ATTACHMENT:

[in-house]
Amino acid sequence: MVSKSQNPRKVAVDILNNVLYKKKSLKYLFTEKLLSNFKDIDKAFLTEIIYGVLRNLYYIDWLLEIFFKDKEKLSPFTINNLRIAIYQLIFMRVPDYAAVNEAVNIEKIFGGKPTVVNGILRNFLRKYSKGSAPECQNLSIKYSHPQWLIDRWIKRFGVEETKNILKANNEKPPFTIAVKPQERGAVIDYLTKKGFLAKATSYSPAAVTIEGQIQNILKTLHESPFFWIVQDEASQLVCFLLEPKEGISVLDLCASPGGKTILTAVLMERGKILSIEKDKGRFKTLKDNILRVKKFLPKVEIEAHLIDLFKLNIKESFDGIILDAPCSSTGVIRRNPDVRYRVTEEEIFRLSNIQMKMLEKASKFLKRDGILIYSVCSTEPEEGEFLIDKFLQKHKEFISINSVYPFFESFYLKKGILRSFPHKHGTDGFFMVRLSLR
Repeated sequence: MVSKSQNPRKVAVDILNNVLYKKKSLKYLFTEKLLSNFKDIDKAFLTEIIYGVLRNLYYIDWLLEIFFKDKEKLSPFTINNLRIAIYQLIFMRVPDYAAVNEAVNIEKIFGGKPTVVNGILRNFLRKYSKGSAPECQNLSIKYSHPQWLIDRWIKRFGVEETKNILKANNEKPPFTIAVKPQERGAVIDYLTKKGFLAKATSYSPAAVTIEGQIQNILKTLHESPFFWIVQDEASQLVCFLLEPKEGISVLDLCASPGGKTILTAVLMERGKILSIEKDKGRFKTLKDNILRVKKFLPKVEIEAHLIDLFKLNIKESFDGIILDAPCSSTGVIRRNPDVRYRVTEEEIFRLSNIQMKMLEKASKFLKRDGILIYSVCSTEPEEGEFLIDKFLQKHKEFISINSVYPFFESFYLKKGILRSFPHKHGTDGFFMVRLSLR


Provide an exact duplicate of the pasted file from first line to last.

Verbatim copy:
[in-house]
Amino acid sequence: MVSKSQNPRKVAVDILNNVLYKKKSLKYLFTEKLLSNFKDIDKAFLTEIIYGVLRNLYYIDWLLEIFFKDKEKLSPFTINNLRIAIYQLIFMRVPDYAAVNEAVNIEKIFGGKPTVVNGILRNFLRKYSKGSAPECQNLSIKYSHPQWLIDRWIKRFGVEETKNILKANNEKPPFTIAVKPQERGAVIDYLTKKGFLAKATSYSPAAVTIEGQIQNILKTLHESPFFWIVQDEASQLVCFLLEPKEGISVLDLCASPGGKTILTAVLMERGKILSIEKDKGRFKTLKDNILRVKKFLPKVEIEAHLIDLFKLNIKESFDGIILDAPCSSTGVIRRNPDVRYRVTEEEIFRLSNIQMKMLEKASKFLKRDGILIYSVCSTEPEEGEFLIDKFLQKHKEFISINSVYPFFESFYLKKGILRSFPHKHGTDGFFMVRLSLR
Repeated sequence: MVSKSQNPRKVAVDILNNVLYKKKSLKYLFTEKLLSNFKDIDKAFLTEIIYGVLRNLYYIDWLLEIFFKDKEKLSPFTINNLRIAIYQLIFMRVPDYAAVNEAVNIEKIFGGKPTVVNGILRNFLRKYSKGSAPECQNLSIKYSHPQWLIDRWIKRFGVEETKNILKANNEKPPFTIAVKPQERGAVIDYLTKKGFLAKATSYSPAAVTIEGQIQNILKTLHESPFFWIVQDEASQLVCFLLEPKEGISVLDLCASPGGKTILTAVLMERGKILSIEKDKGRFKTLKDNILRVKKFLPKVEIEAHLIDLFKLNIKESFDGIILDAPCSSTGVIRRNPDVRYRVTEEEIFRLSNIQMKMLEKASKFLKRDGILIYSVCSTEPEEGEFLIDKFLQKHKEFISINSVYPFFESFYLKKGILRSFPHKHGTDGFFMVRLSLR